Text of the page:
"Roger & Me" is loosely but brilliantly organized, a hilarious and upsetting tour of burgeoning American poverty. The mayor pays California evangelist Robert Schuler $20,000 to preach a get-back-on-your-feet sermon to Flint residents, while piously allowing those who can prove they're out of a job to get in free. It would take a satirist of the caliber of Sinclair Lewis to try that in a novel, and we don't have many of those today.
But we do have Michael Moore.
He can be incredibly annoying; his last film, "Bowling for Columbine," was a partly laser-focused, partly loopy look at gun control in the United States, capped with an interview with Charlton Heston that leaves the viewer feeling sorry for Heston and angry with Moore. In the commentary track, he claims to be a shy, retiring person, but that's not who's in front of his cameras, this big, intrusive egoist who's not loud in volume but cacophonous in his approach. Now he's working on what he calls "Fahrenheit 9/11," which will be at least partly a look at how the Supreme Court appointed as President a man who, in terms of numbers of votes, lost the election. I'm sure it will be irritating to Moore's friends and foes alike, and that's exactly how it should be.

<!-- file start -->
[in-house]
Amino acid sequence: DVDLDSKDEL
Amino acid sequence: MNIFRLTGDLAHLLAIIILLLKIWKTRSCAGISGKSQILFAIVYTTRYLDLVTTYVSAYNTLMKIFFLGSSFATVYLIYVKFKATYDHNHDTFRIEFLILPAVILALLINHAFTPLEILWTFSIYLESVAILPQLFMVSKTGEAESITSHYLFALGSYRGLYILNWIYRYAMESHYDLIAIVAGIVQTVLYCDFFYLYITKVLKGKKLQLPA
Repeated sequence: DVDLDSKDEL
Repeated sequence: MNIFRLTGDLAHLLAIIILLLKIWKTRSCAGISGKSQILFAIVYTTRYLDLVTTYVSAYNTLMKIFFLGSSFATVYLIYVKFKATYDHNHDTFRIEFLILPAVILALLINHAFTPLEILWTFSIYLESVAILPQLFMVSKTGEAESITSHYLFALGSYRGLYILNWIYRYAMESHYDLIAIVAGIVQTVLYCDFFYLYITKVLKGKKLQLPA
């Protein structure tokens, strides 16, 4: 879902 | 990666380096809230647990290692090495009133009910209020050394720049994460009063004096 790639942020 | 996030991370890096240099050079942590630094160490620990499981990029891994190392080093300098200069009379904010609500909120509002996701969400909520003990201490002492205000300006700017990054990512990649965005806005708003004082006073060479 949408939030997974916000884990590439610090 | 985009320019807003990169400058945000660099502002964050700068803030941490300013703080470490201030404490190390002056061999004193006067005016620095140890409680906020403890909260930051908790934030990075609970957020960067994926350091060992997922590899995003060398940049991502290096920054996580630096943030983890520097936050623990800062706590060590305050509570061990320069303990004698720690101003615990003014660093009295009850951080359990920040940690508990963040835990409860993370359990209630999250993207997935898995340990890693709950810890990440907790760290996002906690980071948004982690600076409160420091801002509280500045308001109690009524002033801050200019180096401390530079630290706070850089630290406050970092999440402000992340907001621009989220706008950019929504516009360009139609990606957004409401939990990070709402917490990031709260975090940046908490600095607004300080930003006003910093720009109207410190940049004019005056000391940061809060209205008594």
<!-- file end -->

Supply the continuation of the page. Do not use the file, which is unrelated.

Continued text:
Gadflies don't do the work if they only sting thee; they have to, at one point or another, sting everyone. Moore trades in satire based on real footage ("Canadian Bacon," his one attempt at a fictional film, was not well received); he goes where he "shouldn't," he offers evidence and though he's cheerful, he's angry and incisive. He's doing work that used to be done by crusading newspapers and magazines. But now that almost all American media is locked up by just a few companies -- NBC is buying Universal as I write -- the boat is too weighty to be rocked from within. But here comes Moore in his rowboat, and he creates a mighty wake. Even if I do want to punch him in the nose from time to time, more power to Michael Moore.